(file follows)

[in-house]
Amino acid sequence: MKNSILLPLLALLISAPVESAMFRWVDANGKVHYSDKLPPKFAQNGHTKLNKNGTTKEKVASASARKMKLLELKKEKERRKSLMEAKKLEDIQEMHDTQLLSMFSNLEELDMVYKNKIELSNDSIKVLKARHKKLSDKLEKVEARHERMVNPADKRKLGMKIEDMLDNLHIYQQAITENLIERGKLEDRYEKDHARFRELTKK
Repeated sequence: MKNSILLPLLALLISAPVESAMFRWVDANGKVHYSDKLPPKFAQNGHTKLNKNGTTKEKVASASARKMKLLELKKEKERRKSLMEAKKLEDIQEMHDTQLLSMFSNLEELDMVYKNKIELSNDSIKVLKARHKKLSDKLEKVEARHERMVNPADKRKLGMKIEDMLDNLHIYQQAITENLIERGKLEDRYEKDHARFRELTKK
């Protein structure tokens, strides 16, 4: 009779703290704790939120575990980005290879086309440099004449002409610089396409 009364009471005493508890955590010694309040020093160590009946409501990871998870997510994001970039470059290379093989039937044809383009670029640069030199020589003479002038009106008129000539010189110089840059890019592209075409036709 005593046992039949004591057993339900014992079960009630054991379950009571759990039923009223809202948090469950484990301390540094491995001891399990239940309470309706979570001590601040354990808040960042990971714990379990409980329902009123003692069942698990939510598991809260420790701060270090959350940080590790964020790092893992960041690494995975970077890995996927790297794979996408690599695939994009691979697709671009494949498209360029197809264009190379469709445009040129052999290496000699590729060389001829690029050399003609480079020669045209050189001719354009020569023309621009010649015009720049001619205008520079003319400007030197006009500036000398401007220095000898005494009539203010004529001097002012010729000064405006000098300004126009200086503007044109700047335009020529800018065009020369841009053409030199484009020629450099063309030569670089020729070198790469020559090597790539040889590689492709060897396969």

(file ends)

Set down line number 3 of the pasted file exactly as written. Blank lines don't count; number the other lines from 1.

Repeated sequence: MKNSILLPLLALLISAPVESAMFRWVDANGKVHYSDKLPPKFAQNGHTKLNKNGTTKEKVASASARKMKLLELKKEKERRKSLMEAKKLEDIQEMHDTQLLSMFSNLEELDMVYKNKIELSNDSIKVLKARHKKLSDKLEKVEARHERMVNPADKRKLGMKIEDMLDNLHIYQQAITENLIERGKLEDRYEKDHARFRELTKK